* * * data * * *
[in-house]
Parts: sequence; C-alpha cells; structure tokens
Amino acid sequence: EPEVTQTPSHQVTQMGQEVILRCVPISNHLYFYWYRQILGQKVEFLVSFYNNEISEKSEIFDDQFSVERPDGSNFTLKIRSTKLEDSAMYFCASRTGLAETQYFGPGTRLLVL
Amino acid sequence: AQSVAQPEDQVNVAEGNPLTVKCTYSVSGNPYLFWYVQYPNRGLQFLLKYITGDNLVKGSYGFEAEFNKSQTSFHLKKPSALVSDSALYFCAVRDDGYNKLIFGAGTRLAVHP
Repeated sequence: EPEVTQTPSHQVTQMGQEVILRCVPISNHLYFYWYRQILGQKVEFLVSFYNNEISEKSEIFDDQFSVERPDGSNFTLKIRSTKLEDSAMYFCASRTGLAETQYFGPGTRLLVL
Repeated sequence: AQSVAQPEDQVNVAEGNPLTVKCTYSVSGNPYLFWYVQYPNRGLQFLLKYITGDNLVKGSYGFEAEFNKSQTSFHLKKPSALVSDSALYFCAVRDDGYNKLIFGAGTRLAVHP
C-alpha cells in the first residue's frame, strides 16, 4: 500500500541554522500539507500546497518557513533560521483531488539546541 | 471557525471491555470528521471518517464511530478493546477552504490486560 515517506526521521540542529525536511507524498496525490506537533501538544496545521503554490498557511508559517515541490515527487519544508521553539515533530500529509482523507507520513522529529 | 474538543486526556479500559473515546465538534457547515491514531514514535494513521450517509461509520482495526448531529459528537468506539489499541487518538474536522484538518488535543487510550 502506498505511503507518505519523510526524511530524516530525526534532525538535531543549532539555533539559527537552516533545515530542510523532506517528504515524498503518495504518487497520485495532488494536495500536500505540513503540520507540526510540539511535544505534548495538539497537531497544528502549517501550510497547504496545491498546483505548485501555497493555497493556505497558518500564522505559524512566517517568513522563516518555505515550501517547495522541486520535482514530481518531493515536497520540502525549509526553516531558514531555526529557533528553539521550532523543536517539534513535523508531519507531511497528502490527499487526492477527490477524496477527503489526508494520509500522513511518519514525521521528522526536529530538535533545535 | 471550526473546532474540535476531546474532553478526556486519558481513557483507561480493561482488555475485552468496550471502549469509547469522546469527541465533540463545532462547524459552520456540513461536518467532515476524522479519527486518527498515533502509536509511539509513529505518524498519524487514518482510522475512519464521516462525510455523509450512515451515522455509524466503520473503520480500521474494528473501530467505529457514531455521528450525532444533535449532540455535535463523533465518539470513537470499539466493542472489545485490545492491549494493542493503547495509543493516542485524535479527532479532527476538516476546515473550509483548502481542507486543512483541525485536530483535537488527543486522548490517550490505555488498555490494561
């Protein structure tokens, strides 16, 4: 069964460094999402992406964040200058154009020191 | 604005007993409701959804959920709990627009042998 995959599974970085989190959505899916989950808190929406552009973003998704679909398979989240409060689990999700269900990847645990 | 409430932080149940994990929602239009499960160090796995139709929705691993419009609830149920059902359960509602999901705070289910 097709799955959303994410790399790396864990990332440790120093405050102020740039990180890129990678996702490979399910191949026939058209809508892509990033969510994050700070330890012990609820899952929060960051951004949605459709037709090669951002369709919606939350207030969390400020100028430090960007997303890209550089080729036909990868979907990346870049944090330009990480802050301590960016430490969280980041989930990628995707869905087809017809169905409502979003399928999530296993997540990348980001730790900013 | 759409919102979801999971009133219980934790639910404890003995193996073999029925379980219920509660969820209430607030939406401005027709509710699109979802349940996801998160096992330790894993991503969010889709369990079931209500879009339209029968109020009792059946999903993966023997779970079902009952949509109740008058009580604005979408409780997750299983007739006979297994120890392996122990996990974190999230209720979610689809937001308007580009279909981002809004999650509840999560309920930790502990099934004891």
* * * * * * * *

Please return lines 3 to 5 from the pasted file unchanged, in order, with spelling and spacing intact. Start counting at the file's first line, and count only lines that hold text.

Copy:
Amino acid sequence: EPEVTQTPSHQVTQMGQEVILRCVPISNHLYFYWYRQILGQKVEFLVSFYNNEISEKSEIFDDQFSVERPDGSNFTLKIRSTKLEDSAMYFCASRTGLAETQYFGPGTRLLVL
Amino acid sequence: AQSVAQPEDQVNVAEGNPLTVKCTYSVSGNPYLFWYVQYPNRGLQFLLKYITGDNLVKGSYGFEAEFNKSQTSFHLKKPSALVSDSALYFCAVRDDGYNKLIFGAGTRLAVHP
Repeated sequence: EPEVTQTPSHQVTQMGQEVILRCVPISNHLYFYWYRQILGQKVEFLVSFYNNEISEKSEIFDDQFSVERPDGSNFTLKIRSTKLEDSAMYFCASRTGLAETQYFGPGTRLLVL